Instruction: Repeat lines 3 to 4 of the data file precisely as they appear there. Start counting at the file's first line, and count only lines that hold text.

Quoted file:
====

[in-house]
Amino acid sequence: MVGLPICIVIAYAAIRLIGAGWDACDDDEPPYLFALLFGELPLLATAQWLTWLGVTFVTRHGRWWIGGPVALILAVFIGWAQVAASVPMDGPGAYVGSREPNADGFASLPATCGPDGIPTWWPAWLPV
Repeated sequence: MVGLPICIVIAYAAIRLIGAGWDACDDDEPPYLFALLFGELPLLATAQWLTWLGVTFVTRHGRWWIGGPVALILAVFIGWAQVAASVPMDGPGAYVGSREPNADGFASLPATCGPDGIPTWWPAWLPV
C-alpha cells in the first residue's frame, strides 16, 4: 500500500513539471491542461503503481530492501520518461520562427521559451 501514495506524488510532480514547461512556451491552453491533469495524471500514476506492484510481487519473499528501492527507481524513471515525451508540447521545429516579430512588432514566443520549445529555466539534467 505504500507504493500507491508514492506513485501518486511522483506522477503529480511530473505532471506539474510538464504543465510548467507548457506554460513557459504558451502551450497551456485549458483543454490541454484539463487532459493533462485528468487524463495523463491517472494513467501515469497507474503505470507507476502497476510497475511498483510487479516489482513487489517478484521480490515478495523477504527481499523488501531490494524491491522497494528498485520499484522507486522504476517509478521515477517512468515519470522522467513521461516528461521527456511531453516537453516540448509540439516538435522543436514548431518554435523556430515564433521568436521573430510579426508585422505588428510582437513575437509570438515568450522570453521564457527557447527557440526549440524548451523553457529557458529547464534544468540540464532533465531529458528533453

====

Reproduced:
Repeated sequence: MVGLPICIVIAYAAIRLIGAGWDACDDDEPPYLFALLFGELPLLATAQWLTWLGVTFVTRHGRWWIGGPVALILAVFIGWAQVAASVPMDGPGAYVGSREPNADGFASLPATCGPDGIPTWWPAWLPV
C-alpha cells in the first residue's frame, strides 16, 4: 500500500513539471491542461503503481530492501520518461520562427521559451 501514495506524488510532480514547461512556451491552453491533469495524471500514476506492484510481487519473499528501492527507481524513471515525451508540447521545429516579430512588432514566443520549445529555466539534467 505504500507504493500507491508514492506513485501518486511522483506522477503529480511530473505532471506539474510538464504543465510548467507548457506554460513557459504558451502551450497551456485549458483543454490541454484539463487532459493533462485528468487524463495523463491517472494513467501515469497507474503505470507507476502497476510497475511498483510487479516489482513487489517478484521480490515478495523477504527481499523488501531490494524491491522497494528498485520499484522507486522504476517509478521515477517512468515519470522522467513521461516528461521527456511531453516537453516540448509540439516538435522543436514548431518554435523556430515564433521568436521573430510579426508585422505588428510582437513575437509570438515568450522570453521564457527557447527557440526549440524548451523553457529557458529547464534544468540540464532533465531529458528533453